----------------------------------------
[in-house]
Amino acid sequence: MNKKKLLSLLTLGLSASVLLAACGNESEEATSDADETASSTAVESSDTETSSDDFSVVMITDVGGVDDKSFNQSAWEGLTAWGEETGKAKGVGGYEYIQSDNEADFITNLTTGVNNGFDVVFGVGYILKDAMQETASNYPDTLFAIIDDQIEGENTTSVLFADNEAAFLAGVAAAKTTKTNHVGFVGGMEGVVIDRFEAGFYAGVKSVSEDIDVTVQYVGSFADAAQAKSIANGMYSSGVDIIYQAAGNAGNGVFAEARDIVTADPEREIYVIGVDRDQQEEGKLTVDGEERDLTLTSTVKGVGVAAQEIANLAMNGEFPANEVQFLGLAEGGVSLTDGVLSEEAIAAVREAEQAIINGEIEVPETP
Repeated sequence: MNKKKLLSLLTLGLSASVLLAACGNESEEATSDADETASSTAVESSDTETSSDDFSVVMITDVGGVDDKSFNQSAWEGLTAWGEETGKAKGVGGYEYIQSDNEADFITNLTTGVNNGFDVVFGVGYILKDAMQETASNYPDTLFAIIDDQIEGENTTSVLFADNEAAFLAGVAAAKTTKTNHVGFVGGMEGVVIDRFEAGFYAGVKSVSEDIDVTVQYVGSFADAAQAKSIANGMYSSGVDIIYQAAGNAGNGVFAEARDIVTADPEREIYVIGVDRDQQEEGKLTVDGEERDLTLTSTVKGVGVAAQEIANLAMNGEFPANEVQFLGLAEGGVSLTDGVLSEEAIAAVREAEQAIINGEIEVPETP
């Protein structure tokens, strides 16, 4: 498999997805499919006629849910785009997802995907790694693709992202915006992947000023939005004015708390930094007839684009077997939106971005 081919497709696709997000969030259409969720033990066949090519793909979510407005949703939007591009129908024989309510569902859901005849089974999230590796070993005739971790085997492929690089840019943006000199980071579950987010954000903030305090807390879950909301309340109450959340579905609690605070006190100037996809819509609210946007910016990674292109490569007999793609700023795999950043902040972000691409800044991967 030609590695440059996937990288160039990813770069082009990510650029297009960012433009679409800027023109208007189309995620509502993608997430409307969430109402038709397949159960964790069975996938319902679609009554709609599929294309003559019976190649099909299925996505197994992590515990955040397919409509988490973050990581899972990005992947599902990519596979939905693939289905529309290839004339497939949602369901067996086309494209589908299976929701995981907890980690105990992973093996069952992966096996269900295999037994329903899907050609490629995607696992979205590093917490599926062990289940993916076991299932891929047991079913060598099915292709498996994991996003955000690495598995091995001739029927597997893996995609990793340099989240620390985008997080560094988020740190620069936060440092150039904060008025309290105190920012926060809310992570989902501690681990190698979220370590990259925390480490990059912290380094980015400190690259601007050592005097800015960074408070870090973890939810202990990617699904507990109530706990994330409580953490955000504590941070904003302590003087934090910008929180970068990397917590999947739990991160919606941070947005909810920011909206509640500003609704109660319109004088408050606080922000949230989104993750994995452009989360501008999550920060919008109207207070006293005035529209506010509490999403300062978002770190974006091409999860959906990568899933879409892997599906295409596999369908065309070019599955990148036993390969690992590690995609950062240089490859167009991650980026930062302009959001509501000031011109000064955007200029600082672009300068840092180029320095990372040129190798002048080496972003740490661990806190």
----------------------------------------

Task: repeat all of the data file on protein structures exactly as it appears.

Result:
[in-house]
Amino acid sequence: MNKKKLLSLLTLGLSASVLLAACGNESEEATSDADETASSTAVESSDTETSSDDFSVVMITDVGGVDDKSFNQSAWEGLTAWGEETGKAKGVGGYEYIQSDNEADFITNLTTGVNNGFDVVFGVGYILKDAMQETASNYPDTLFAIIDDQIEGENTTSVLFADNEAAFLAGVAAAKTTKTNHVGFVGGMEGVVIDRFEAGFYAGVKSVSEDIDVTVQYVGSFADAAQAKSIANGMYSSGVDIIYQAAGNAGNGVFAEARDIVTADPEREIYVIGVDRDQQEEGKLTVDGEERDLTLTSTVKGVGVAAQEIANLAMNGEFPANEVQFLGLAEGGVSLTDGVLSEEAIAAVREAEQAIINGEIEVPETP
Repeated sequence: MNKKKLLSLLTLGLSASVLLAACGNESEEATSDADETASSTAVESSDTETSSDDFSVVMITDVGGVDDKSFNQSAWEGLTAWGEETGKAKGVGGYEYIQSDNEADFITNLTTGVNNGFDVVFGVGYILKDAMQETASNYPDTLFAIIDDQIEGENTTSVLFADNEAAFLAGVAAAKTTKTNHVGFVGGMEGVVIDRFEAGFYAGVKSVSEDIDVTVQYVGSFADAAQAKSIANGMYSSGVDIIYQAAGNAGNGVFAEARDIVTADPEREIYVIGVDRDQQEEGKLTVDGEERDLTLTSTVKGVGVAAQEIANLAMNGEFPANEVQFLGLAEGGVSLTDGVLSEEAIAAVREAEQAIINGEIEVPETP
């Protein structure tokens, strides 16, 4: 498999997805499919006629849910785009997802995907790694693709992202915006992947000023939005004015708390930094007839684009077997939106971005 081919497709696709997000969030259409969720033990066949090519793909979510407005949703939007591009129908024989309510569902859901005849089974999230590796070993005739971790085997492929690089840019943006000199980071579950987010954000903030305090807390879950909301309340109450959340579905609690605070006190100037996809819509609210946007910016990674292109490569007999793609700023795999950043902040972000691409800044991967 030609590695440059996937990288160039990813770069082009990510650029297009960012433009679409800027023109208007189309995620509502993608997430409307969430109402038709397949159960964790069975996938319902679609009554709609599929294309003559019976190649099909299925996505197994992590515990955040397919409509988490973050990581899972990005992947599902990519596979939905693939289905529309290839004339497939949602369901067996086309494209589908299976929701995981907890980690105990992973093996069952992966096996269900295999037994329903899907050609490629995607696992979205590093917490599926062990289940993916076991299932891929047991079913060598099915292709498996994991996003955000690495598995091995001739029927597997893996995609990793340099989240620390985008997080560094988020740190620069936060440092150039904060008025309290105190920012926060809310992570989902501690681990190698979220370590990259925390480490990059912290380094980015400190690259601007050592005097800015960074408070870090973890939810202990990617699904507990109530706990994330409580953490955000504590941070904003302590003087934090910008929180970068990397917590999947739990991160919606941070947005909810920011909206509640500003609704109660319109004088408050606080922000949230989104993750994995452009989360501008999550920060919008109207207070006293005035529209506010509490999403300062978002770190974006091409999860959906990568899933879409892997599906295409596999369908065309070019599955990148036993390969690992590690995609950062240089490859167009991650980026930062302009959001509501000031011109000064955007200029600082672009300068840092180029320095990372040129190798002048080496972003740490661990806190």